The Book of Revelation is filled with all kinds of images and messages I do not fully understand. There are however a few items that seem very clear to me. The words of Jesus given to John from chapter two seem relevant,
"These are the words of him who holds the seven stars in his right hand and walks among the seven golden lampstands: I know your deeds, your hard work and your perseverance. I know that you cannot tolerate wicked men, that you have tested those who claim to be apostles but are not, and have found them false. You have persevered and have endured hardships for my name, and have not grown weary. Yet I hold this against you: You have forsaken your first love. Remember the height from which you have fallen! Repent and do the things you did at first. If you do not repent, I will come to you and remove your lampstand from its place. (Revelation 2:1-5 NIV)"
It feels too simplistic to be a real solution. After all we are highly educated through schools and life, we should be able to figure this all out. There has to be more to increasing the vitality of the church than returning to Jesus. There are certain systems and practices needed, however there is nothing more important to the future of the church than to return to our first love. I fear that we have forsaken Jesus!

Some will begin the debate at this point about what that means. Debate will rage about who Jesus is and was. Others will argue over what it means to turn to Jesus, or what version of Jesus are we talking about. The fact that we would rather debate than repent reveals the challenge Jesus is offering the church in Ephesus and to us today. All too often I want to sanitize Jesus so that he will fit into my paradigm or life. Great effort is given on my part to define and shape Jesus into an artifact of faith that affirms my beliefs and desires. Repentance has me give up pursuing Jesus created in my image and begin the work of conforming my life to the life Jesus is calling me toward. A return to simply following after Jesus instead of complicating the journey with all my thinking and rationalizing.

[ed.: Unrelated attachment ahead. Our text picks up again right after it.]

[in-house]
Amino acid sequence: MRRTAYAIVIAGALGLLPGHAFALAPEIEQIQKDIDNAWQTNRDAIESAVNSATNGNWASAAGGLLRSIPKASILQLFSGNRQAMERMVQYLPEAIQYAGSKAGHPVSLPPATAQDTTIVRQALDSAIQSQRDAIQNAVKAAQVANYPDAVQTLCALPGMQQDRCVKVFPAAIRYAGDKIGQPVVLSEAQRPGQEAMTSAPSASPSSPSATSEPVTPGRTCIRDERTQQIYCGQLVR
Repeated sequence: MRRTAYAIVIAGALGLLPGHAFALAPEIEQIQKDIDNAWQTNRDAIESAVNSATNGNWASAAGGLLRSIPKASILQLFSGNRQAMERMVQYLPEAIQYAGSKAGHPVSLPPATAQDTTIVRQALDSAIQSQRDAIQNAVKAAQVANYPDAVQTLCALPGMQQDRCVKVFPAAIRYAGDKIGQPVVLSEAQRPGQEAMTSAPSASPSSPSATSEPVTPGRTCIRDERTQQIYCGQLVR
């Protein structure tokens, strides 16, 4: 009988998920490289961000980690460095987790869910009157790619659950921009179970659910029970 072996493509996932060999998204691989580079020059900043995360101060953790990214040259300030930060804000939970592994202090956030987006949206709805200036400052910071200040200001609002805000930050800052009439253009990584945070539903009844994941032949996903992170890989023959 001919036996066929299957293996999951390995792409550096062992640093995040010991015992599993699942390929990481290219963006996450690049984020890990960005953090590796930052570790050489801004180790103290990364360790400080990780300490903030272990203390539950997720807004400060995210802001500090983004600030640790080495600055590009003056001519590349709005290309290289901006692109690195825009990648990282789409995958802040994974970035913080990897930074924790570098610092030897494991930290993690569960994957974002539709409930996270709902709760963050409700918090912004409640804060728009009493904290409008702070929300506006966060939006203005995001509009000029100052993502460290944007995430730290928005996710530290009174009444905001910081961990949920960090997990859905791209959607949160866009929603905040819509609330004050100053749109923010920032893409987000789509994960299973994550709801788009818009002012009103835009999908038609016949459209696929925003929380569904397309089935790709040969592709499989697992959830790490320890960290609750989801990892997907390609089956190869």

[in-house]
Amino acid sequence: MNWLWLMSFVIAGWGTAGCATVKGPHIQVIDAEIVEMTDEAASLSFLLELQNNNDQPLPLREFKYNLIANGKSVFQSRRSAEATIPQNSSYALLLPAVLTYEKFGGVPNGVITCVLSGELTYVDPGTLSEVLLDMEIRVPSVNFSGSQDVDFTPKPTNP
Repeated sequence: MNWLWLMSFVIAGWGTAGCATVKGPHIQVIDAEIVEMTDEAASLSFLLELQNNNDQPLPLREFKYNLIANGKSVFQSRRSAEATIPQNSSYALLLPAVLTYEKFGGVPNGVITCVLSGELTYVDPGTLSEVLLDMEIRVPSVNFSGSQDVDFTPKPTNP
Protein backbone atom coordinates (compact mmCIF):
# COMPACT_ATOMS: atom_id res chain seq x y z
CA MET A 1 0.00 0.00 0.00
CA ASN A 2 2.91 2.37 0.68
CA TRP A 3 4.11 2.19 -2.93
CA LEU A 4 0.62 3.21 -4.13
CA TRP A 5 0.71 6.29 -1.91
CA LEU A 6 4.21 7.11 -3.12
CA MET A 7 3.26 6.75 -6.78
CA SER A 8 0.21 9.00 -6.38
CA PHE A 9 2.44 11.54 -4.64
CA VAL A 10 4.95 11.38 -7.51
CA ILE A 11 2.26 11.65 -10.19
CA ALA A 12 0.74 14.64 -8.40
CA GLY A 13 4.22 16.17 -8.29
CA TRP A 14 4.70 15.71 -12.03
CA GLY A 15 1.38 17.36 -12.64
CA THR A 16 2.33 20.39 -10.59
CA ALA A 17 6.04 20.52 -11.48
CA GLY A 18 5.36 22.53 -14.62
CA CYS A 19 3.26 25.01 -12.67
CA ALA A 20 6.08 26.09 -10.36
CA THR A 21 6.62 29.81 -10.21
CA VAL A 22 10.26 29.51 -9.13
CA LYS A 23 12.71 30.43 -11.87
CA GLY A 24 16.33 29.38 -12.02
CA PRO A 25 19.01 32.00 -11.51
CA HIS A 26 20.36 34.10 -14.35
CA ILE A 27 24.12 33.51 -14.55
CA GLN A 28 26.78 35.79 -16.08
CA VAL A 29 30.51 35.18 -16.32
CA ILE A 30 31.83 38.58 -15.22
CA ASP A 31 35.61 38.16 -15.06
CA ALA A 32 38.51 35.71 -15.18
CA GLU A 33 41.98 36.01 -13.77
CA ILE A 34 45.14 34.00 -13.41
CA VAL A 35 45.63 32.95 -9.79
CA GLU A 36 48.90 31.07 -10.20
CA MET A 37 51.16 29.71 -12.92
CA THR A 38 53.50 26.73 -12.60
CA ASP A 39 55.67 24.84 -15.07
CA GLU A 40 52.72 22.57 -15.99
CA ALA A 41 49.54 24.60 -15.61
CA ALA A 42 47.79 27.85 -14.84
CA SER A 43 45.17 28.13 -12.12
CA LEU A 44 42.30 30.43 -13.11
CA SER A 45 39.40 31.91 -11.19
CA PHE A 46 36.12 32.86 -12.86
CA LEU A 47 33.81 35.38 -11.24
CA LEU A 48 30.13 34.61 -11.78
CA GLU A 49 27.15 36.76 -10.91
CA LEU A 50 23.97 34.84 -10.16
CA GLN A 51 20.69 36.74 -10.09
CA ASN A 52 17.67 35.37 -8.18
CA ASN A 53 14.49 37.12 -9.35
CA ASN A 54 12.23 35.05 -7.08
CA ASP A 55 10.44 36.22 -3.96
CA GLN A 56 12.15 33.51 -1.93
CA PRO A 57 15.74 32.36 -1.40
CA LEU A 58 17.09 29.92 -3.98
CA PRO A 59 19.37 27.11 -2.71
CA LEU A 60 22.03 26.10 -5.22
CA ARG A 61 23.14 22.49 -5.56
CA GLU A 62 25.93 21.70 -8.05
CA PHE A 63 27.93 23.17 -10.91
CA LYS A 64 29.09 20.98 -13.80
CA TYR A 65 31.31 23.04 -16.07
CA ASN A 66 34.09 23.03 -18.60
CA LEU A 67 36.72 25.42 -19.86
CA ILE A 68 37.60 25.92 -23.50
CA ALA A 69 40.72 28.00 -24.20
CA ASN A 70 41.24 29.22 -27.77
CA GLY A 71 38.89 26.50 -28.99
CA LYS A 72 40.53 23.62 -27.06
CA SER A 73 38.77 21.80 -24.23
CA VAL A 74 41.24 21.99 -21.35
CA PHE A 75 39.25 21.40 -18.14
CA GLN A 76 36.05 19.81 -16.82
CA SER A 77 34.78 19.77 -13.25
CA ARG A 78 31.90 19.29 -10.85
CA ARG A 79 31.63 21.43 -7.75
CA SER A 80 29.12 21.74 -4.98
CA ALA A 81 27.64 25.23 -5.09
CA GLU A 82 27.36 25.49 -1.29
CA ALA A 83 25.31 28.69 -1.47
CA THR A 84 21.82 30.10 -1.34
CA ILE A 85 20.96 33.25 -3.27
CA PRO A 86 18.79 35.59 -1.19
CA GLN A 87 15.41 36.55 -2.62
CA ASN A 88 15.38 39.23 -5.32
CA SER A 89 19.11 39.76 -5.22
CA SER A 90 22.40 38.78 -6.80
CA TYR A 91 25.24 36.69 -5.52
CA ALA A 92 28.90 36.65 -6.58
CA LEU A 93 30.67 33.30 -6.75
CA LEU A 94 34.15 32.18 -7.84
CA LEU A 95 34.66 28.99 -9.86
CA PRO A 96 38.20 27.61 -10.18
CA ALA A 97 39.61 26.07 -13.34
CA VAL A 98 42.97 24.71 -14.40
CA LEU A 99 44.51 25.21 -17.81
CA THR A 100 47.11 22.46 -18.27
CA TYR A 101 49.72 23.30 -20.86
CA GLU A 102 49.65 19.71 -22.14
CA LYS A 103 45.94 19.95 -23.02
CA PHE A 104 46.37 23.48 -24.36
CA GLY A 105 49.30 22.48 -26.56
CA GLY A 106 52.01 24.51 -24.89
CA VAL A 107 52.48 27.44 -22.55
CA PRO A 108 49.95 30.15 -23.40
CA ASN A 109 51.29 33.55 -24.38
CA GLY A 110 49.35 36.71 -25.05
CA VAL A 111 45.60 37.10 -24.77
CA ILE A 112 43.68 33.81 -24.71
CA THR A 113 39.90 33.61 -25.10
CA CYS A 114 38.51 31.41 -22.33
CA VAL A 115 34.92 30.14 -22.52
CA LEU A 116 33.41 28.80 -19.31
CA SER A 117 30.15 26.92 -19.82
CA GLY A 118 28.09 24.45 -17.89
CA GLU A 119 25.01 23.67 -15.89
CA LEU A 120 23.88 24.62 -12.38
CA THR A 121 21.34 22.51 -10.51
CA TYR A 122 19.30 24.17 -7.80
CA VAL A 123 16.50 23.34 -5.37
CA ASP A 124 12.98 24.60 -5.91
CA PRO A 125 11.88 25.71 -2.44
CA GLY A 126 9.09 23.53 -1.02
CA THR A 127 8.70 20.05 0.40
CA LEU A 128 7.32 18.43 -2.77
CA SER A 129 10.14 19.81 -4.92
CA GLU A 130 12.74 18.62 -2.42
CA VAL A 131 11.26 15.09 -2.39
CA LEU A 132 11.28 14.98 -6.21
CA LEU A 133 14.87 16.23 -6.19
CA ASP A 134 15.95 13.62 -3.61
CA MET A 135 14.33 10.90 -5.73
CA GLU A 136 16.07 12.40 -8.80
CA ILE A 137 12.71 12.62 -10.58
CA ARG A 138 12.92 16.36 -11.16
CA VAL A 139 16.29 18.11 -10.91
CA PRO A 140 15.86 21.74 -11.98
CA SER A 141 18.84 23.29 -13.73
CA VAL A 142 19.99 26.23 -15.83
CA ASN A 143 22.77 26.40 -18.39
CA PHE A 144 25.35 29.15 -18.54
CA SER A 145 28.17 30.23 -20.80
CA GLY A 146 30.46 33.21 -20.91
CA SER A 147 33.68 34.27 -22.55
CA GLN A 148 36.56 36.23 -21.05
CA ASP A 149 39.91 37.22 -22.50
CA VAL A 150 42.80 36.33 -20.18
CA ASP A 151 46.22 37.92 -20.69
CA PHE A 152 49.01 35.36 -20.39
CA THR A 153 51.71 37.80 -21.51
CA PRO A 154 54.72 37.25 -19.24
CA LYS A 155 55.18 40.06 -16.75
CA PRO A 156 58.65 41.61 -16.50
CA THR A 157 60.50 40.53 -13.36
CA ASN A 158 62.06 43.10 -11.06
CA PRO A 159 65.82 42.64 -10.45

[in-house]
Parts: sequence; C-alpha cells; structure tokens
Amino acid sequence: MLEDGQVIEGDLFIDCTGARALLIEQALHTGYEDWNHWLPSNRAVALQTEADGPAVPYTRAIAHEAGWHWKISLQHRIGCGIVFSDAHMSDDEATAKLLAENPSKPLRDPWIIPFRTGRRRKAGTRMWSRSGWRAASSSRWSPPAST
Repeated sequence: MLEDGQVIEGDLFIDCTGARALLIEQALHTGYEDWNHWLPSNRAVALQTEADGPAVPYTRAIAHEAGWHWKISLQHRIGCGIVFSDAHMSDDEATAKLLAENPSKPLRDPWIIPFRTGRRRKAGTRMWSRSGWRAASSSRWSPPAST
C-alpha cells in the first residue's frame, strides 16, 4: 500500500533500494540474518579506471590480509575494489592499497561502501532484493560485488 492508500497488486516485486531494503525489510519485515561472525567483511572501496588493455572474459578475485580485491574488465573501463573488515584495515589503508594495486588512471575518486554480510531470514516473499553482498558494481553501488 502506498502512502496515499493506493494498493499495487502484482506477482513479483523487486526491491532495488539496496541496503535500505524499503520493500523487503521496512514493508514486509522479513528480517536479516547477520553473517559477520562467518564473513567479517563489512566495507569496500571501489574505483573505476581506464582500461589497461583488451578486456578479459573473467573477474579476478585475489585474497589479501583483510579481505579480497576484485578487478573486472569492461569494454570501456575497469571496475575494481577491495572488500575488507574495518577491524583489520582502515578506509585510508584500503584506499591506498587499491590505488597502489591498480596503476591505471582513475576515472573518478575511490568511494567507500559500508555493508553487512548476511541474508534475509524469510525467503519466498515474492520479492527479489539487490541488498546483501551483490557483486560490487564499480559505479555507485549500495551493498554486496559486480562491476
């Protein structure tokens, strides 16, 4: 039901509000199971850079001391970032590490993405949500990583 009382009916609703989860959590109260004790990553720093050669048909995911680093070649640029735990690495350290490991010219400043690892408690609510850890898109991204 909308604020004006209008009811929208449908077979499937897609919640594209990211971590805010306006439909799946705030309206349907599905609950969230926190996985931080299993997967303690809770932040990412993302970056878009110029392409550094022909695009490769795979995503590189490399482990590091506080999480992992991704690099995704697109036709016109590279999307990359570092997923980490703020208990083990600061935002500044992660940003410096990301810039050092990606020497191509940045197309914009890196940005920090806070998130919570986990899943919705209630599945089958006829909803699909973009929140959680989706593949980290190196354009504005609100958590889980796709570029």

Whether terms like conservative, progressive, centrist, or any other problematic label are applied, churches that are centered on the person of Jesus Christ and invite others to join them in the journey of being centered in Jesus, vitality shows up. Theological ideology has replaced and relentless pursuit of Jesus, we have forsaken our first love.

As I urge the cursor across the screen with letters we are on the edge of the single most important remembrance of the Christian church. Today we remember when Jesus gathered for the meal we now celebrate as Holy Communion. Tomorrow we remember Jesus giving his life on the cross so that we could experience forgiveness of sin and have a full relationship with God. Sunday morning we celebrate the crowing moment as the tomb could not hold Jesus, Resurrection. May this resurrection be more than a calendar celebration. May this resurrection be a repentance moving us to return to our first love.